Professor Amanda Hallay Explores the Space Revival
The last time it happened was in the 1950s and early 1960s; space, our "Final Frontier", became a cultural phenomenon, splashing down on everything from toys to movies, textile design to greeting cards. Every little boy wanted to be an astronaut, his nose pressed to the TV watching The Jetsons, his head hot and sweaty beneath his fake NASA helmet as his mother cleaned the carpet with her ”Constellation” vacuum.
Of course, it all made sense back then. The Space Race was on, and words like "satellite", "Sputnik" and "Telstar" spoke directly to an era obsessed with "The Future" – a future where every home would come complete with its own, friendly robot, and where it was no doubt imagined that (by 2015), some of us would live on Mars.
The optimism of the Space Program fizzled with time, and apart from a sudden burst of space obsession in the late 1970s and early ‘80s (Star Wars, Battleship Galactica, and ET), we were so focused on the micro- technology that changed our daily lives that we seemed to forget that there’s a universe out there that is infinitely more interesting than a celebrity tweet or an Instagrammed photo.
There is, however, strong evidence to suggest that Earthlings are again ready to venture out of orbit with what I am dubbing "The Space Revival". Movies like the Oscar-winning Gravity and the recent Interstellar have beautifully depicted the wonder of the universe, while TV shows like Extant (starring Halle Berry as an intergalactic voyager) and Ascension use space as the setting for standard, sci-fi thrills.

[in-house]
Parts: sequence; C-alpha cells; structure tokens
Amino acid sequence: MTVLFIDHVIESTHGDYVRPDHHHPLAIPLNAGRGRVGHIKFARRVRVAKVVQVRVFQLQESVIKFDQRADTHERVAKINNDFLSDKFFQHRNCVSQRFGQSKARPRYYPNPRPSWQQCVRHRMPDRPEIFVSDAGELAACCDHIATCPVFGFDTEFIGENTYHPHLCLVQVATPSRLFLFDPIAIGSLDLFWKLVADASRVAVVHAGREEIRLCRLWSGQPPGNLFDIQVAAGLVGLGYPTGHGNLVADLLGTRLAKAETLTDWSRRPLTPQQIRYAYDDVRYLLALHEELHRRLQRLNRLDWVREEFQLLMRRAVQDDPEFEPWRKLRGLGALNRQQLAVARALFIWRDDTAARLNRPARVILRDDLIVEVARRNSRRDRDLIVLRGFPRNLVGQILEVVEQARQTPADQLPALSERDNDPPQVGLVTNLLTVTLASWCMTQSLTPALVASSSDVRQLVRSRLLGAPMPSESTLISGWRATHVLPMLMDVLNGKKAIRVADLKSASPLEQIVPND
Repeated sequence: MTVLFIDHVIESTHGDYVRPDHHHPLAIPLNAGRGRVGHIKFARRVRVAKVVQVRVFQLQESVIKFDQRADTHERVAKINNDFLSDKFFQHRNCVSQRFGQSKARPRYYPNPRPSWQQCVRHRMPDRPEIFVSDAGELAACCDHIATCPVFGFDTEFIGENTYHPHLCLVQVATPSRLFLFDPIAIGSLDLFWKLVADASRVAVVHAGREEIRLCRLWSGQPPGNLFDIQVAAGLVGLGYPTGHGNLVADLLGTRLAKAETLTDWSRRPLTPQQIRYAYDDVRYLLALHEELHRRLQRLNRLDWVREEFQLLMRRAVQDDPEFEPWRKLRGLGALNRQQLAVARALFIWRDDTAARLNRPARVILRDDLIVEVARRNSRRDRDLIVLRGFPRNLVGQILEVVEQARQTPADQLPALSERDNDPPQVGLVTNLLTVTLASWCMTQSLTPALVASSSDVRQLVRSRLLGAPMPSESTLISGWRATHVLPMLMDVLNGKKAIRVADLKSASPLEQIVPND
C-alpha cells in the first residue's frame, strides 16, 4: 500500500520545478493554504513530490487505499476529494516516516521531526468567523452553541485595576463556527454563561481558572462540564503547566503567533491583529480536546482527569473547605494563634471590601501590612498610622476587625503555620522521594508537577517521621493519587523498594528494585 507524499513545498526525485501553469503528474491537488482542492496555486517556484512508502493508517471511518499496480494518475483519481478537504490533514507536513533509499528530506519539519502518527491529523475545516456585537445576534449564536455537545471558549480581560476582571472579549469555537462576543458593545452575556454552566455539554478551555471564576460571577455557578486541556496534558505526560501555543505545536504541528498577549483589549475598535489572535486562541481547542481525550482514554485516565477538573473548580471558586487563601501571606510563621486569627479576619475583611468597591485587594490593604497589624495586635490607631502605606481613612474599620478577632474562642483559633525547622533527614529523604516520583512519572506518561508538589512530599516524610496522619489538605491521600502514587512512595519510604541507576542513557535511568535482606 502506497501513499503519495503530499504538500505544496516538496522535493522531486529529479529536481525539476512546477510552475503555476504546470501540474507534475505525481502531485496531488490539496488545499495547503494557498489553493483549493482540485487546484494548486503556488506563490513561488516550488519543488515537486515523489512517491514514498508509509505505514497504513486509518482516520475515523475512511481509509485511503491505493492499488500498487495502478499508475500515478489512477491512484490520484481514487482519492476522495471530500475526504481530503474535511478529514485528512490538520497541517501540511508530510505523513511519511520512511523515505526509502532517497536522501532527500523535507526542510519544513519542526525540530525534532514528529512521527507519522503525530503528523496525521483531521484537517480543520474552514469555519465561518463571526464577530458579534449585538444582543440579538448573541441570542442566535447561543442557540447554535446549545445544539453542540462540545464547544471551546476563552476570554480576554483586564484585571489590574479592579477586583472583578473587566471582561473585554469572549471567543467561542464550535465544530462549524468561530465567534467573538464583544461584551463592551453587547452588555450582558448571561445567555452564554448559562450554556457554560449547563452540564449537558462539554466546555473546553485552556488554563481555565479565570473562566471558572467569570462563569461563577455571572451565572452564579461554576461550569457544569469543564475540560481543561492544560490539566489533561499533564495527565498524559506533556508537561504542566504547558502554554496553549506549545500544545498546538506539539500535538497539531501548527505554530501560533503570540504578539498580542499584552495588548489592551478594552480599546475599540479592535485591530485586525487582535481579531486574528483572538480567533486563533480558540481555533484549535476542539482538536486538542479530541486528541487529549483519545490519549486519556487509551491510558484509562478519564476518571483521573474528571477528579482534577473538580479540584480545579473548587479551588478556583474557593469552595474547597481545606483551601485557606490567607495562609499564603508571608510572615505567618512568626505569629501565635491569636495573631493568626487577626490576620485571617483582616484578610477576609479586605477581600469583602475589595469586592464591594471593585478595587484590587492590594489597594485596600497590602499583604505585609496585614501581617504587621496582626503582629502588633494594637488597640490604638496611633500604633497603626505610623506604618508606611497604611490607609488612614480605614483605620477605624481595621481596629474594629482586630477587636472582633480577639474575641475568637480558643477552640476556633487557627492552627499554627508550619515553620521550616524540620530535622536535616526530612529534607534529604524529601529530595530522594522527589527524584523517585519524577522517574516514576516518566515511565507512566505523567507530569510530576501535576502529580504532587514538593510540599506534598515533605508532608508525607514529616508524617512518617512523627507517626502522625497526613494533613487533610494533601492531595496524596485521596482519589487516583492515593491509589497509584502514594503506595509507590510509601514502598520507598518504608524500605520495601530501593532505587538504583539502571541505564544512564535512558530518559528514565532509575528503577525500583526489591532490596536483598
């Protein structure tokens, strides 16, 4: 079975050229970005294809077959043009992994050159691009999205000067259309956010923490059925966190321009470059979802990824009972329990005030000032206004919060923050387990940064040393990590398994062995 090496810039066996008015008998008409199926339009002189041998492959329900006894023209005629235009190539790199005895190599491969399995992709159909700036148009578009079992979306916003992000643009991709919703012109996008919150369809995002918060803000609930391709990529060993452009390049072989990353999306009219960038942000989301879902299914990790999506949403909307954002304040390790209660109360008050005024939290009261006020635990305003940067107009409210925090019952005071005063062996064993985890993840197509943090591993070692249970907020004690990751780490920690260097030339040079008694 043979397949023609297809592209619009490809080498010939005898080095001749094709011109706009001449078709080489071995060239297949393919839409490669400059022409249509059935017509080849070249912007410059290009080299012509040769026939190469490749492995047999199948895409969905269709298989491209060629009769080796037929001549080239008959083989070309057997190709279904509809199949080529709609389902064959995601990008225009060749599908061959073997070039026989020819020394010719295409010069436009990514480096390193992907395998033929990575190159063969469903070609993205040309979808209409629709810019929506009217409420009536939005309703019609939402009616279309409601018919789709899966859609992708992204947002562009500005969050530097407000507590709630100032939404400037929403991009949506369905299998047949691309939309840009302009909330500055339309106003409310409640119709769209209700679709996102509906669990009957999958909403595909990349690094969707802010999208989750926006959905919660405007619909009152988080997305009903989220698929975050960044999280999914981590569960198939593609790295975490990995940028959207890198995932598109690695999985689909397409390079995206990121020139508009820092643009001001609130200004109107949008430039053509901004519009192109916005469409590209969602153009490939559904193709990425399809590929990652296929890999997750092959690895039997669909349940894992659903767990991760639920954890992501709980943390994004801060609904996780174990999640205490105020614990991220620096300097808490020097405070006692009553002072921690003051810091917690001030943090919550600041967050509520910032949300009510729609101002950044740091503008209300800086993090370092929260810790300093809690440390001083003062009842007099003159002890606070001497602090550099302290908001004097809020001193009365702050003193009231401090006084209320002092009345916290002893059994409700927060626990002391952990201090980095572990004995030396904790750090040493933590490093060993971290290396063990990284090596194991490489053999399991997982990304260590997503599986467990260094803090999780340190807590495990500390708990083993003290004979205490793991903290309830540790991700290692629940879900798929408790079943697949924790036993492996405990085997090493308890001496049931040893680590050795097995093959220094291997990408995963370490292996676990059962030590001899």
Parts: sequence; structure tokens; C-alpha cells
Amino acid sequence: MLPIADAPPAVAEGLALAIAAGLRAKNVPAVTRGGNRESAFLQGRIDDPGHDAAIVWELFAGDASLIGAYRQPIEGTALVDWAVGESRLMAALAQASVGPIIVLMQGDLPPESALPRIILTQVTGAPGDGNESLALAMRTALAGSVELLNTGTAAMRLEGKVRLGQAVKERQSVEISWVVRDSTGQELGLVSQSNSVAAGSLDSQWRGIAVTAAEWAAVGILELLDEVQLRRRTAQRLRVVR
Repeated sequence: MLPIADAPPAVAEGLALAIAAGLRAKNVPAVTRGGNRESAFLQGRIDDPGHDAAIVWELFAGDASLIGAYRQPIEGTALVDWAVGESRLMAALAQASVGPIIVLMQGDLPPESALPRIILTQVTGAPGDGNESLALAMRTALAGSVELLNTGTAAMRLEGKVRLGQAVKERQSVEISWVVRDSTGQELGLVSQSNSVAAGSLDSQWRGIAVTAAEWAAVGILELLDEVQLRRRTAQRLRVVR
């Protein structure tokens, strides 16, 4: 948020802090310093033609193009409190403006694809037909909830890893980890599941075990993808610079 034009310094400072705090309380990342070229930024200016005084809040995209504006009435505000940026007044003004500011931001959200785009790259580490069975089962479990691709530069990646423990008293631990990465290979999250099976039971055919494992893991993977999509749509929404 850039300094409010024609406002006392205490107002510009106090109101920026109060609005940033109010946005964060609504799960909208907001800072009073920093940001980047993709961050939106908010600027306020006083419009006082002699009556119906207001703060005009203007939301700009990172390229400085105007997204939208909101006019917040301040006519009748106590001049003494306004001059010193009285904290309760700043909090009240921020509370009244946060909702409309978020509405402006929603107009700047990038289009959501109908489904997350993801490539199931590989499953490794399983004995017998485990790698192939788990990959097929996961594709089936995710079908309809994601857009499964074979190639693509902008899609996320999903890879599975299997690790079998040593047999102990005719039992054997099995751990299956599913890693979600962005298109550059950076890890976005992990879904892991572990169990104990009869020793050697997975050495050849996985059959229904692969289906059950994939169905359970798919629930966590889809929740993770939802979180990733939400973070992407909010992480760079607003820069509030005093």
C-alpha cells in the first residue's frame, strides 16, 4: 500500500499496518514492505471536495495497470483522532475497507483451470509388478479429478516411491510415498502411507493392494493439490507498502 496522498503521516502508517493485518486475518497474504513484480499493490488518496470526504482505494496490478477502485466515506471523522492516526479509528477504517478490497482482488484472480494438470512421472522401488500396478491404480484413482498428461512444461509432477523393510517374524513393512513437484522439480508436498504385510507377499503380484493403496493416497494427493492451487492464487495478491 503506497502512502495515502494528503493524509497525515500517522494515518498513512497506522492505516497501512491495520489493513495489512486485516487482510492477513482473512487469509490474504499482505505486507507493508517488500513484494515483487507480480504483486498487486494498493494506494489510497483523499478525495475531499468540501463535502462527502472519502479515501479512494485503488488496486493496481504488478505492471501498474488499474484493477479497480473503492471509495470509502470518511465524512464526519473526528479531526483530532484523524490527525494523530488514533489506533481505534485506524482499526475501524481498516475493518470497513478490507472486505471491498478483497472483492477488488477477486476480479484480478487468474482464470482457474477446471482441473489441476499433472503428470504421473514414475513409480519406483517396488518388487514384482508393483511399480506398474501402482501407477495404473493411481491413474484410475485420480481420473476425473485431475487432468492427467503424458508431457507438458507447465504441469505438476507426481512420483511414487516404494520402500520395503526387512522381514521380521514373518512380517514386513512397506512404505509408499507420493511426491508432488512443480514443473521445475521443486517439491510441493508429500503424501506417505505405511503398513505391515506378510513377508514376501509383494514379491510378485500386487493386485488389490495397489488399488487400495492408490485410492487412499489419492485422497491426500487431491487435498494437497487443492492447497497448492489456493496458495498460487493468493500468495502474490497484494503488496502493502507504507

For the slightly more cerebral, last year’s revamped Cosmos scored a cosmic coup, astrophysicist Neil deGrasse Tyson taking viewers on a journey through time and space, and (through the artful use of CGI) the planets had never looked better.
I don’t know if life is imitating art or the other way around, but these cultural blast offs have coincided with some real-life space news. In December, Richard Branson’s Virgin Galactic test shuttle crashed, and although this was a terrible occurrence, it reminded us that "off Earth" travel is back in the news. Happier was the successful launch of Orion, NASA’S first genuine attempt to test the viability of putting a man on Mars.
One need not have the brains of Stephen Hawking to see that space is back, but the interesting question is "why"? Could it be that after gazing inwardly at micro-technology for so long, we are bored with techno gadgets, with even the latest iPhone failing to excite in the way it once did? Or perhaps it is a fear for the future of our own little planet that is subconsciously sparking an interest in "other options". More probably, it is just another, passing fad (and Earthlings do love fads) that will soon get swallowed up in the black hole of contemporary culture, to be replaced (and then forgotten) until the next time space is "hot".
Still, as long as it lasts, this interest in space will be sure to impact fashion, and the silvery frocks at the recent Golden Globes are a hint of what’s to come.
Amanda Hallay is a full-time faculty member at LIM College and formerly the International Fashion Editor for Couture and Men Mode magazines, and the European Trend Analyst for The Doneger Group. She hopes to never travel to Outer Space.